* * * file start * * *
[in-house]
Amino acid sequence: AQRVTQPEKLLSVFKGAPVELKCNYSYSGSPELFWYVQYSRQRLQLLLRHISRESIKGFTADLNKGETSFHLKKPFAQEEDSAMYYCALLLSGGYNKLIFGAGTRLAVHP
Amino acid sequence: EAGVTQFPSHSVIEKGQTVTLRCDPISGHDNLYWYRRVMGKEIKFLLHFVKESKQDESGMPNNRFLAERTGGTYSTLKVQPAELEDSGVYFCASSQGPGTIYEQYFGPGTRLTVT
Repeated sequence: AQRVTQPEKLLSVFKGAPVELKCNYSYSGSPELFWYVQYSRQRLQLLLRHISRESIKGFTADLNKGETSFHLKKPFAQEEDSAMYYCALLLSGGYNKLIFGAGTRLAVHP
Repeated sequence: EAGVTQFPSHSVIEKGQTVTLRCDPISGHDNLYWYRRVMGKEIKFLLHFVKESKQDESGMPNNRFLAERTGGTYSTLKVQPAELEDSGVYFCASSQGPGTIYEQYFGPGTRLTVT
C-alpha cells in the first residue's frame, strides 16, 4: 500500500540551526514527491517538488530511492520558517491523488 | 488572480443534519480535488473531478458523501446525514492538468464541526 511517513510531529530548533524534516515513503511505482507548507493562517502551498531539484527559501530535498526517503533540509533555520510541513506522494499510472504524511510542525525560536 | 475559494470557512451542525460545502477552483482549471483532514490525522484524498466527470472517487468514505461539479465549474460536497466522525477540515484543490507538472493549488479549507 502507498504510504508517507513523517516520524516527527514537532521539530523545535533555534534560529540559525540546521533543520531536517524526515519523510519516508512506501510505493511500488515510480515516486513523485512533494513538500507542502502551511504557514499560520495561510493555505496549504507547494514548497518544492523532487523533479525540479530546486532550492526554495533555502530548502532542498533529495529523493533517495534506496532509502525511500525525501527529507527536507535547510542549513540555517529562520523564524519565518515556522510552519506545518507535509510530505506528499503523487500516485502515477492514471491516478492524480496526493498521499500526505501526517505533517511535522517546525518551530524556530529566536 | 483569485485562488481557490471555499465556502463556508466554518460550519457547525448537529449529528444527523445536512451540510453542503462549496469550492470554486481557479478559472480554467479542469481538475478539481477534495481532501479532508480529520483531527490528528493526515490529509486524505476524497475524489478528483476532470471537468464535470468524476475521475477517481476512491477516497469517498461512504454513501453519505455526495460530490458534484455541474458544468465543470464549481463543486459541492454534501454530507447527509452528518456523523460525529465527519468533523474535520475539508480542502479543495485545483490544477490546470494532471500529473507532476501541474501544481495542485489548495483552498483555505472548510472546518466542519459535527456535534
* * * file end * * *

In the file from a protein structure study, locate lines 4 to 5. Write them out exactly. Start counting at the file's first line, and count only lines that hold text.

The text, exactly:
Repeated sequence: AQRVTQPEKLLSVFKGAPVELKCNYSYSGSPELFWYVQYSRQRLQLLLRHISRESIKGFTADLNKGETSFHLKKPFAQEEDSAMYYCALLLSGGYNKLIFGAGTRLAVHP
Repeated sequence: EAGVTQFPSHSVIEKGQTVTLRCDPISGHDNLYWYRRVMGKEIKFLLHFVKESKQDESGMPNNRFLAERTGGTYSTLKVQPAELEDSGVYFCASSQGPGTIYEQYFGPGTRLTVT